Update: Acquired Immunodeficiency Syndrome (AIDS) -- Worldwide
As of March 21, 1988, 136 countries or territories throughout the world had reported a total of 84,256 cases of acquired immunodeficiency syndrome (AIDS) to the Global Programme on AIDS (GPA) (formerly the Special Programme on AIDS) of the World Health Organization (WHO) (Table 1).* Thirty-seven countries or territories had reported no AIDS cases. Reports are based on either the CDC/WHO surveillance definition (1,2), the WHO clinical definition (3), or a physician's diagnosis. From 1979 through March 21, 1988, the number of AIDS cases increased markedly in all geographic regions (Figure 1). The cumulative world total increased from 11,965 in 1984 to 25,150 in 1985 (a 110% increase) and to 48,413 in 1986 (a 92% increase). Because of reporting lags, the global total of AIDS cases reported for 1987 is not yet complete; however, as of March 21, 1988, 34,913 cases had been reported for 1987 (a 72% increase). Data on the distribution of AIDS cases by region are presented below, followed by a discussion of the findings.
Forty-two countries in the Americas have reported 73% of the world total of AIDS cases. As of March 21, 1988, the United States had reported a total of 54,233 cases. The case count in Brazil was 2,325; the number had increased from 801 at the end of June 1986 to 1,695 at the end of June 1987. Canada has reported a total of 1,517 cases. The following additional countries reported over 100 cases: Haiti (912), Mexico (713), Dominican Republic (352), Trinidad and Tobago (206), Bahamas (163), Colombia (153), Argentina (120), and Venezuela (101).
Twenty-eight countries in Europe have reported 13% of the world's total AIDS cases. Between December 1986 and December 1987, the number of cases reported from Europe to the WHO Collaborating Centre on AIDS (4) in Paris, France, increased by 124%. The greatest number of cases has been reported from France (3,073), the Federal Republic of Germany (1,669), Italy (1,411), the United Kingdom (1,227), and Spain (789). The highest rates per population size are in France, Switzerland, and Denmark. Four countries with over 100 cases (Austria, France, Italy, and Spain) reported increases of more than 100% between December 1986 and December 1987. The lowest rates were reported from the Eastern European countries.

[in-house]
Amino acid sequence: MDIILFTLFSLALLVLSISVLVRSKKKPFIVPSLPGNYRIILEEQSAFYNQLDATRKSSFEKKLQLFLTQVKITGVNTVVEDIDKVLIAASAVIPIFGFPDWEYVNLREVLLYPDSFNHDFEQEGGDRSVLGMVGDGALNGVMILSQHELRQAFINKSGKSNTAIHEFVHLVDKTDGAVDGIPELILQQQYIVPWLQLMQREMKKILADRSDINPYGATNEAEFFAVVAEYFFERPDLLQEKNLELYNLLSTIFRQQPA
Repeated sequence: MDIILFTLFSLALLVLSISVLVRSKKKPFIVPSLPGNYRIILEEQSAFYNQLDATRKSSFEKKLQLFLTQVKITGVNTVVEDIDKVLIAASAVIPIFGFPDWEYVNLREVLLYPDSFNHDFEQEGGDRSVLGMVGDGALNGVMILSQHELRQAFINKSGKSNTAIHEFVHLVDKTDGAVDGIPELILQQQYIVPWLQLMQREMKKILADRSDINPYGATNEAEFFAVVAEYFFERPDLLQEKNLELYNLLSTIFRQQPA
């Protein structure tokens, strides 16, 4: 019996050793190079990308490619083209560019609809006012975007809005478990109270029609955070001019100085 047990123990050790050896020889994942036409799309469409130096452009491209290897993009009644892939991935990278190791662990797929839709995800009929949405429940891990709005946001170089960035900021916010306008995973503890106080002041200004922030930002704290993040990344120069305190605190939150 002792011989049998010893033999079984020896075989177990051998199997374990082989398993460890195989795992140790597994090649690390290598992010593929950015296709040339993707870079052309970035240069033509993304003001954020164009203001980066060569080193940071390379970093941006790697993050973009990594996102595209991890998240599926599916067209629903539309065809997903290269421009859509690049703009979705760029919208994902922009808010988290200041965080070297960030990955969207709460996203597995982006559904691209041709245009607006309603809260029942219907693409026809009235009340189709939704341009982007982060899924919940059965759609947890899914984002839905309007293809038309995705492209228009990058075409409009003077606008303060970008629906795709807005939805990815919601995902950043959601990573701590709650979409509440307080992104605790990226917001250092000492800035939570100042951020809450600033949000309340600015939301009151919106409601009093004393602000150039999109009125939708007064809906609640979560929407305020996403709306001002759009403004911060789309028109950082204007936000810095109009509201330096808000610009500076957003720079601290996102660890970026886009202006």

Ninety-two percent of patients reported from Europe were European; 4% were African; 1% were from the Caribbean; and 3% were from other countries (4). The relative percentage of patients who have been reported from Europe but whose country of origin is Africa has been decreasing over the past 2 years.**
The age distribution of patients in Europe (Table 2, see page 293) is similar to that in the United States except that Europe has a higher percentage of patients under 19 years of age (3% compared with 2%). Europe has a lower percentage of adult patients in the homosexual and homosexual/intravenous-drug-user transmission categories than the United States and a higher percentage in the heterosexual, blood-related, and undetermined/other categories (Table 3). In addition, Europe has a higher percentage of pediatric patients in the hemophilia/coagulation-disorder category than the United States and a lower percentage with a parent with AIDS or at increased risk for AIDS.
Intravenous (IV) drug users account for 64% of adult patients in Italy and 53% of adult patients in Spain. Both countries together reported 66% of the IV-drug-related cases in Europe. In the following six countries reporting more than 50 cases, 75% or more of the patients were homosexual males: the Netherlands (88%), the United Kingdom (87%), Denmark (86%), Sweden (81%), Norway (79%), and the Federal Republic of Germany (76%).
Thirty-eight countries in the African Region have reported 13% of the world's total AIDS cases. Fifteen African countries reported more than 50 cases each. Zimbabwe*** and Zaire have each reported 300 to 500 cases, and Uganda, Tanzania, Congo, Kenya, Burundi, Rwanda, Malawi, and Zambia have each reported more than 500 cases. Central, eastern, and southern Africa have reported the largest number of cases. Although cases were first officially reported from Africa in the second half of 1982, over 70% of all cases (7,906) were reported in 1987.
Oceania has reported a total of 834 AIDS cases; Asia, a total of 231 cases; and the eastern Mediterranean countries, 100 cases. The major reporting countries (greater than 20 cases) from these areas were Australia (758 cases), New Zealand (74), Japan (59), Qatar (32), and Turkey (21).